Raise Awareness and Wear Red: National Wear Red Day!

Tria Health Employees Wearing Red

Wear Red and Raise Awareness About Heart Disease for Women

National Wear Red Day is February 2nd. Heart disease and stroke cause 1 in 3 deaths among women each year, killing approximately one woman every 80 seconds.  Fortunately, we can change that because 80 percent of cardiac and stroke events may be prevented with education and action. Go Red for Women is the American Heart Association’s national movement that advocates for more research and swifter action for women’s heart health. The movement also challenges people to know their risk for heart disease and act to reduce their personal risk.

Take Steps to Reduce Your Risk

Not only can you wear red to raise awareness but you can also take steps to reduce your own risk. The American Heart Association has developed an online tool called My Life Check. My Life Check allows you to find out your heart score and see if you’re at risk based on Life’s Simple 7:

  1. Managing your blood pressure
  2. Control your cholesterol
  3. Reduce your blood sugar
  4. Get Active
  5. Eat Better
  6. Lose Weight
  7. Stop Smoking

Find out Your Heart Score

Tria Health Helps Control Heart Disease?

Tria Health offers Chronic Condition Management through our Pharmacy Advocate Program. Heart Disease and stroke are two of the many chronic conditions that Tria Health targets. Clinical Pharmacists provide one-on-one telephonic counseling for members and act as their personal advocate to help them navigate through the health care system. Through reviewing a member’s medications and lifestyle habits, Tria Pharmacists can make recommendations that will help control their chronic conditions and help them feel better!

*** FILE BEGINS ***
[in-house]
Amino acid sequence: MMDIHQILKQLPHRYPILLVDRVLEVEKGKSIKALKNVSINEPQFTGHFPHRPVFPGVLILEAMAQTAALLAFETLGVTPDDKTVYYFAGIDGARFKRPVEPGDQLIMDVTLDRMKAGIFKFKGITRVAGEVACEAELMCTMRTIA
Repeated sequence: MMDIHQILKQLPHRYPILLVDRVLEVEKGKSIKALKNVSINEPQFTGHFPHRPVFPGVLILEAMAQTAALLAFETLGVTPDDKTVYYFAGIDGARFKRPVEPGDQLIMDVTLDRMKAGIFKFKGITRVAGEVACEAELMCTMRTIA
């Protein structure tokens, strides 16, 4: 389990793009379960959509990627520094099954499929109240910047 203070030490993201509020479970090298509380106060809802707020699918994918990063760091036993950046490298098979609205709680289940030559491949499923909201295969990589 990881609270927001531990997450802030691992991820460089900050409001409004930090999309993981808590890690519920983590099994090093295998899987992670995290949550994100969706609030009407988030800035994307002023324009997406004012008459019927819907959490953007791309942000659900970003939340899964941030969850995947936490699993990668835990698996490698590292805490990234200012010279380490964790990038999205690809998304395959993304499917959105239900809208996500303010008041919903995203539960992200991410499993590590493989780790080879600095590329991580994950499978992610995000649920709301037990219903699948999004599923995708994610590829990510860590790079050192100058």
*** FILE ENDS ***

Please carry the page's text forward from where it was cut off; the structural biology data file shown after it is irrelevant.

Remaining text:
Questions? Call 1.888.799.8742 or visit www.triahealth.com.

Wear Red and Support Heart Health!

Today is National Wear Red Day!

Did you know…

  • WOMEN are more likely to die from heart disease or stroke than any other condition
  • 1 in 3 women die of a heart attack or stroke
  • Heart disease and stroke are 80% PREVENTABLE

National Wear Red Day marks the start of American Heart Month and encourages women to become informed and involved to change this statistic. It is meant to encourage all of us to understand our risks for heart disease and stroke and if needed start making changes to lower these risks!  Women are faced with many demands and little time, but it is important that we take time to care for ourselves as well as our family!

Wear Red Day_JamieWhy Do I Wear Red?

My father was diagnosed with heart disease when he was 45 years old.  We have been blessed that he has not suffered complications and manages his heart disease with diet, exercise, and medications.  His early heart disease, however, increases my risk of developing heart disease and that is something I can’t change.  I can change other risk factors though through healthy living:  not smoking, avoiding fast food, and exercising regularly to help keep my blood sugar, cholesterol, and blood pressure low.  Some days it’s difficult to find the time or the will-power and I slip up, but I strive to make those days number very few.  My sister and I are aware of our risks for heart disease and we try to help each other live well and challenge each other to be more active!  We will be part of the change and work to prevent heart disease in women.  So get out your red dresses, shirts, shoes, and accessories to celebrate National Wear Red Day and spread the word!